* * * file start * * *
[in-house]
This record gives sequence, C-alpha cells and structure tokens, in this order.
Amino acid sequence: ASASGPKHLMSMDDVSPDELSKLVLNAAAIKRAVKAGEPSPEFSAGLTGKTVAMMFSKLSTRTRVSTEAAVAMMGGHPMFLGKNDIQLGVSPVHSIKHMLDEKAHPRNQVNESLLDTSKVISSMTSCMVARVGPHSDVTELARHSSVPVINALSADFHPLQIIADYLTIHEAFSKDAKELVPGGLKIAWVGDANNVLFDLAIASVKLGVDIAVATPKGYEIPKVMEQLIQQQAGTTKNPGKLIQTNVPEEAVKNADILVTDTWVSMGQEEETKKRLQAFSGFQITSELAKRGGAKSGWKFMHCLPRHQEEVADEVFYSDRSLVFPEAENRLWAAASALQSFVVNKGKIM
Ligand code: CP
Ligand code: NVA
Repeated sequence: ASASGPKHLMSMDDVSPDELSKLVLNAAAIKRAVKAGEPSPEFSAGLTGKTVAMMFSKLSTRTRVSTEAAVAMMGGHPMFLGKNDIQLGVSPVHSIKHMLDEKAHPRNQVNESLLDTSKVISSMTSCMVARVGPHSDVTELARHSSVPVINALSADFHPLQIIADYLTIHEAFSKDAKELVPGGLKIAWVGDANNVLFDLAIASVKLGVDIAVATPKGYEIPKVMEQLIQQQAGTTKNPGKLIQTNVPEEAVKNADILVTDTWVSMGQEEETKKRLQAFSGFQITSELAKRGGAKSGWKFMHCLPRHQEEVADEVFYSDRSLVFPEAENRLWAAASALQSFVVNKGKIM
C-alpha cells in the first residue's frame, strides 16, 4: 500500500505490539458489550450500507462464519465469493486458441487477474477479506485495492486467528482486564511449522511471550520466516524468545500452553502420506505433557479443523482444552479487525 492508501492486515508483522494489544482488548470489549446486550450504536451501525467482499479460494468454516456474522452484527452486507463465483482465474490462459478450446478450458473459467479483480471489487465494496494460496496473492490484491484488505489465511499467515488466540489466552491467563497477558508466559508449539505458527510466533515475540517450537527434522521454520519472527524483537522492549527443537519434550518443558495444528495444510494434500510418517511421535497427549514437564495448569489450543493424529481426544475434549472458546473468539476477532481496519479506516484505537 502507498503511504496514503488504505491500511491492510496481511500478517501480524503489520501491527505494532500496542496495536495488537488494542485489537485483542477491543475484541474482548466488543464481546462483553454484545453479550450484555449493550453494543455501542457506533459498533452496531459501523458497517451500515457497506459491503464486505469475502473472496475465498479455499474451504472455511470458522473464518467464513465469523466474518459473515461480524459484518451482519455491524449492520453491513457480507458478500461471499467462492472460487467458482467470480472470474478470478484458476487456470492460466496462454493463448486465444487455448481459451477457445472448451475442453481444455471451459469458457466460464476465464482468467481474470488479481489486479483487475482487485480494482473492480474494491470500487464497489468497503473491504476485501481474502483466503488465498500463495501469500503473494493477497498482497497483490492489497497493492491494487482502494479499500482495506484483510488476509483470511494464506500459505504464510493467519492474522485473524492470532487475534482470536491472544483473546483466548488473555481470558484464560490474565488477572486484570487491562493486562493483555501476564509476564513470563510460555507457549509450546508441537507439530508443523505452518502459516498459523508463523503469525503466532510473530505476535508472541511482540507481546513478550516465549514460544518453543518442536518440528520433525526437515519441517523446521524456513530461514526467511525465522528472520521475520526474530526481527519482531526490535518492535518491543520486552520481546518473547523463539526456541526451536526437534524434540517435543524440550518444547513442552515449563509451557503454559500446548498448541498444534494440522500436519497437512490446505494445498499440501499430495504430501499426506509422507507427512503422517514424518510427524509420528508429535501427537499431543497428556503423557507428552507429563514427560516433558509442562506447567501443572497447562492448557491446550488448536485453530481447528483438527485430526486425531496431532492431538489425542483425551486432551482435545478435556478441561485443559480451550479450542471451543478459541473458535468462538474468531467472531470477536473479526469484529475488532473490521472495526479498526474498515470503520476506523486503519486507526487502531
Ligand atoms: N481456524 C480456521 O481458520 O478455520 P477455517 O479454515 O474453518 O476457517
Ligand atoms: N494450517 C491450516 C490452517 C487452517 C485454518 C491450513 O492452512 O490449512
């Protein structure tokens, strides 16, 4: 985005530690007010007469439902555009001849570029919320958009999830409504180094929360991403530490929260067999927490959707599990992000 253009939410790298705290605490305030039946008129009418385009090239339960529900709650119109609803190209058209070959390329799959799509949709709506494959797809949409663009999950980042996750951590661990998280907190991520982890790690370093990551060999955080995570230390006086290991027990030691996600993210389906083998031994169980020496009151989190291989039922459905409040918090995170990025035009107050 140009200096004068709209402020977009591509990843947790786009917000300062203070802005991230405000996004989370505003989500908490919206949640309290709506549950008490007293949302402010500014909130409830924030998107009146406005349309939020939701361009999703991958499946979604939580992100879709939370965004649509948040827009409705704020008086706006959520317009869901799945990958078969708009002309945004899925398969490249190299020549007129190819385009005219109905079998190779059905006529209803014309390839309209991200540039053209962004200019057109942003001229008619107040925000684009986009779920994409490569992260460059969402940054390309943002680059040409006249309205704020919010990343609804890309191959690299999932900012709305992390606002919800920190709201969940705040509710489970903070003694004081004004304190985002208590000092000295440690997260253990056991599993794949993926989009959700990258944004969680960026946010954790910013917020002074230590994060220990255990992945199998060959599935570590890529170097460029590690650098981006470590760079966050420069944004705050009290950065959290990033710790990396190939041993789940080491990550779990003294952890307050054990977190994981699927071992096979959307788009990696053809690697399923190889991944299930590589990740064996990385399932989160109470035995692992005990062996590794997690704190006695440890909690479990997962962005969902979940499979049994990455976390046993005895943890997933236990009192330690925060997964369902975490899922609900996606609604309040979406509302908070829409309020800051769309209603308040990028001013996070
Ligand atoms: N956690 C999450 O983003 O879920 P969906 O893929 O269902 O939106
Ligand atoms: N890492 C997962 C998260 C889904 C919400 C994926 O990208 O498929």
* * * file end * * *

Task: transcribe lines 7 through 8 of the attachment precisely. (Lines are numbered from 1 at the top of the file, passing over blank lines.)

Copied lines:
C-alpha cells in the first residue's frame, strides 16, 4: 500500500505490539458489550450500507462464519465469493486458441487477474477479506485495492486467528482486564511449522511471550520466516524468545500452553502420506505433557479443523482444552479487525 492508501492486515508483522494489544482488548470489549446486550450504536451501525467482499479460494468454516456474522452484527452486507463465483482465474490462459478450446478450458473459467479483480471489487465494496494460496496473492490484491484488505489465511499467515488466540489466552491467563497477558508466559508449539505458527510466533515475540517450537527434522521454520519472527524483537522492549527443537519434550518443558495444528495444510494434500510418517511421535497427549514437564495448569489450543493424529481426544475434549472458546473468539476477532481496519479506516484505537 502507498503511504496514503488504505491500511491492510496481511500478517501480524503489520501491527505494532500496542496495536495488537488494542485489537485483542477491543475484541474482548466488543464481546462483553454484545453479550450484555449493550453494543455501542457506533459498533452496531459501523458497517451500515457497506459491503464486505469475502473472496475465498479455499474451504472455511470458522473464518467464513465469523466474518459473515461480524459484518451482519455491524449492520453491513457480507458478500461471499467462492472460487467458482467470480472470474478470478484458476487456470492460466496462454493463448486465444487455448481459451477457445472448451475442453481444455471451459469458457466460464476465464482468467481474470488479481489486479483487475482487485480494482473492480474494491470500487464497489468497503473491504476485501481474502483466503488465498500463495501469500503473494493477497498482497497483490492489497497493492491494487482502494479499500482495506484483510488476509483470511494464506500459505504464510493467519492474522485473524492470532487475534482470536491472544483473546483466548488473555481470558484464560490474565488477572486484570487491562493486562493483555501476564509476564513470563510460555507457549509450546508441537507439530508443523505452518502459516498459523508463523503469525503466532510473530505476535508472541511482540507481546513478550516465549514460544518453543518442536518440528520433525526437515519441517523446521524456513530461514526467511525465522528472520521475520526474530526481527519482531526490535518492535518491543520486552520481546518473547523463539526456541526451536526437534524434540517435543524440550518444547513442552515449563509451557503454559500446548498448541498444534494440522500436519497437512490446505494445498499440501499430495504430501499426506509422507507427512503422517514424518510427524509420528508429535501427537499431543497428556503423557507428552507429563514427560516433558509442562506447567501443572497447562492448557491446550488448536485453530481447528483438527485430526486425531496431532492431538489425542483425551486432551482435545478435556478441561485443559480451550479450542471451543478459541473458535468462538474468531467472531470477536473479526469484529475488532473490521472495526479498526474498515470503520476506523486503519486507526487502531
Ligand atoms: N481456524 C480456521 O481458520 O478455520 P477455517 O479454515 O474453518 O476457517